Hacking The Eee PC - InformationWeek

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Government // Enterprise Architecture
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2/11/2008
11:31 AM
Serdar Yegulalp
Serdar Yegulalp
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Hacking The Eee PC

No piece of hardware can stay on the market for long without someone taking it apart and trying to do things the manufacturer probably never intended.  "ivc", a Norwegian hardware hacker, has been documenting the fun he's been having with Asus's Eee PC.  It's eye-opening, to say the least.

No piece of hardware can stay on the market for long without someone taking it apart and trying to do things the manufacturer probably never intended.  "ivc", a Norwegian hardware hacker, has been documenting the fun he's been having with Asus's Eee PC.  It's eye-opening, to say the least.

"Fearless" is the word that comes most to mind to describe someone who takes anything apart to see what makes it tick.  Me, I've grown a lot more conservative about tearing apart my own electronics unless it's absolutely unavoidable.  Not long ago I disassembled the charge cradle for one of my digital cameras to figure out why it wasn't working anymore (a ribbon cable had come loose), and was able to coax that much more life out of it.  But buying and disassembling an entire Asus Eee PC?  Only for the truly stout of heart.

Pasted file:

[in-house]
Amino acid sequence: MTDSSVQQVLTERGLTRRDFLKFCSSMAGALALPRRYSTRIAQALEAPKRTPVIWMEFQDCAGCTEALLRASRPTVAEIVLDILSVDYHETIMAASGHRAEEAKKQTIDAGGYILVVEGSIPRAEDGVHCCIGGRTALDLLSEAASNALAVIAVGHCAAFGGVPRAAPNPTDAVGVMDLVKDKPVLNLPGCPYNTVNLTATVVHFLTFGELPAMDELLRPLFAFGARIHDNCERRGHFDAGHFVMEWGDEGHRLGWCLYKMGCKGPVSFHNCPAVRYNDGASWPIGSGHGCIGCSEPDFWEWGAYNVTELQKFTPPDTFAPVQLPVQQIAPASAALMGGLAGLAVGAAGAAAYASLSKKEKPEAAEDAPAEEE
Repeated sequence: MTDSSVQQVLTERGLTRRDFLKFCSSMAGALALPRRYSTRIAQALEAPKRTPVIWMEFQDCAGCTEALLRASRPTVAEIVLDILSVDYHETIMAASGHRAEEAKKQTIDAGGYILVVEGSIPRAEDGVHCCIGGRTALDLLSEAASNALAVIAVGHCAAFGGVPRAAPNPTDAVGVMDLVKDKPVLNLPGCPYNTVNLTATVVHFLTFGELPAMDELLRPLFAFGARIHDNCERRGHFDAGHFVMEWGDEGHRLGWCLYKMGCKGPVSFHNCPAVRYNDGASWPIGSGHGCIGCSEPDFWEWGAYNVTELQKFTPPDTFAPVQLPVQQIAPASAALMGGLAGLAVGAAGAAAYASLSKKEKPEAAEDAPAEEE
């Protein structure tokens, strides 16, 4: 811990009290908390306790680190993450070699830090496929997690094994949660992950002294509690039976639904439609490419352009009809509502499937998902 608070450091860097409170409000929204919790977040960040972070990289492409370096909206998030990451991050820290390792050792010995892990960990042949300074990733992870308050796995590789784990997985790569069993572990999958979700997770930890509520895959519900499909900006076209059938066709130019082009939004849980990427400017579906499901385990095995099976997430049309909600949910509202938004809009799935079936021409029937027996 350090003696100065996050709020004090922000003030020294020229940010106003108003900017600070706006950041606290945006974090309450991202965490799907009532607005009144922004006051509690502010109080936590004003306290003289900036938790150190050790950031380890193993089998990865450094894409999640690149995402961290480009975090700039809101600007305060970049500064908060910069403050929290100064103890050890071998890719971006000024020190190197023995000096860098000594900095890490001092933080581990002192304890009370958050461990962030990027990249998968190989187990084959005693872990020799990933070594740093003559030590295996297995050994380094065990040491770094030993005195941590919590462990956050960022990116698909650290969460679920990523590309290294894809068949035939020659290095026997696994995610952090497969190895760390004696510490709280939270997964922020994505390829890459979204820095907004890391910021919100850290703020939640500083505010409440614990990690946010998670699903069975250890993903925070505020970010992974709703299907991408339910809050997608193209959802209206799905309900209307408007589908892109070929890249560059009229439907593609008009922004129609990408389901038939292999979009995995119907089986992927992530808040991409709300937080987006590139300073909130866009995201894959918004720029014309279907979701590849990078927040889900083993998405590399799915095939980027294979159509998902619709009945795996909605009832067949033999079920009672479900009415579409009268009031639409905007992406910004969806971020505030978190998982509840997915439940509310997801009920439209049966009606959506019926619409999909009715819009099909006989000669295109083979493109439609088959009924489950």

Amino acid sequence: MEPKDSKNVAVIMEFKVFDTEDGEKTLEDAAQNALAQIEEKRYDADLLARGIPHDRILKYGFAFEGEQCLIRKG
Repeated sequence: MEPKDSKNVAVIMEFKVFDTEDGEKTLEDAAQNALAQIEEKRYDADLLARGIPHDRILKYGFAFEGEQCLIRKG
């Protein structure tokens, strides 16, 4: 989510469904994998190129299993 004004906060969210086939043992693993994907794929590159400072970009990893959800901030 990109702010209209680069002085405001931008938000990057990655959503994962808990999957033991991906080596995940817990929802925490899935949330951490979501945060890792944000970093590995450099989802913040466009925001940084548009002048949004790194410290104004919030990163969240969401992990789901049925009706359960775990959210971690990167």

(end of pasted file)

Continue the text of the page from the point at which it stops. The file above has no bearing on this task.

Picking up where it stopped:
That's exactly what ivc has done, though.  After doing a basic walk-through of what's inside the Eee's chassis, he conducted a bunch of hard-hacks to add functionality to the Eee that wasn't there to begin with -- like adding an internal GPS or Bluetooth module.  He also experimented with overclocking the Eee (in both Windows and Linux), documented the different BIOS revisions for the computer, and provided detailed instructions for how to get Windows XP running on the Eee.  This last one is not too hard, but does require having a couple of removable USB drives on hand to copy files.  It's enough to make me want to shell out the $300 for one of them myself, break out the screwdriver, and get to work.

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